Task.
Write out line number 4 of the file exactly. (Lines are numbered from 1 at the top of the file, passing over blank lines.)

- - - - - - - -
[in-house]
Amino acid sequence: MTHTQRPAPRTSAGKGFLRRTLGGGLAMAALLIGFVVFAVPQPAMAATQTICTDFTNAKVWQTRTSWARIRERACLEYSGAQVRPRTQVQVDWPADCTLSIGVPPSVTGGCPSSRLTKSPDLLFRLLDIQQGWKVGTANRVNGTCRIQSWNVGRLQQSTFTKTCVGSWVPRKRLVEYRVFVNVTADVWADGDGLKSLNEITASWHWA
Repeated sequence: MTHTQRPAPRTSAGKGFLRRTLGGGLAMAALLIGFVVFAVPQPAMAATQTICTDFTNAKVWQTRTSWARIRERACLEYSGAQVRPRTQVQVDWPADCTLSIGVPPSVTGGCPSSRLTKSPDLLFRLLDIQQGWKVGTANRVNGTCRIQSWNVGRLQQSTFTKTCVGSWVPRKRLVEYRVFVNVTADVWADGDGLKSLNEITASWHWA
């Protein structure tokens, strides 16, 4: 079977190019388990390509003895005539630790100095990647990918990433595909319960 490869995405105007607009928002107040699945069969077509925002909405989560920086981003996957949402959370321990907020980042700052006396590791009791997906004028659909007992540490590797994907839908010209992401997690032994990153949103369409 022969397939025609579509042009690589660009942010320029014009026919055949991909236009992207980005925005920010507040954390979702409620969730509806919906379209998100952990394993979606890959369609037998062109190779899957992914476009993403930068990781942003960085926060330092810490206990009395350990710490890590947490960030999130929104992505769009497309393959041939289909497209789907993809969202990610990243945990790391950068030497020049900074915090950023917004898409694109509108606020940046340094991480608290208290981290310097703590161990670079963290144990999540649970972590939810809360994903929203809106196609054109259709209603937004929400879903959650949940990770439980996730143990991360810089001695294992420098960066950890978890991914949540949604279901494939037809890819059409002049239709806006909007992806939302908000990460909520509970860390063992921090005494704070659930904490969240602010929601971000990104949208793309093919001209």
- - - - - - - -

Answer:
């Protein structure tokens, strides 16, 4: 079977190019388990390509003895005539630790100095990647990918990433595909319960 490869995405105007607009928002107040699945069969077509925002909405989560920086981003996957949402959370321990907020980042700052006396590791009791997906004028659909007992540490590797994907839908010209992401997690032994990153949103369409 022969397939025609579509042009690589660009942010320029014009026919055949991909236009992207980005925005920010507040954390979702409620969730509806919906379209998100952990394993979606890959369609037998062109190779899957992914476009993403930068990781942003960085926060330092810490206990009395350990710490890590947490960030999130929104992505769009497309393959041939289909497209789907993809969202990610990243945990790391950068030497020049900074915090950023917004898409694109509108606020940046340094991480608290208290981290310097703590161990670079963290144990999540649970972590939810809360994903929203809106196609054109259709209603937004929400879903959650949940990770439980996730143990991360810089001695294992420098960066950890978890991914949540949604279901494939037809890819059409002049239709806006909007992806939302908000990460909520509970860390063992921090005494704070659930904490969240602010929601971000990104949208793309093919001209």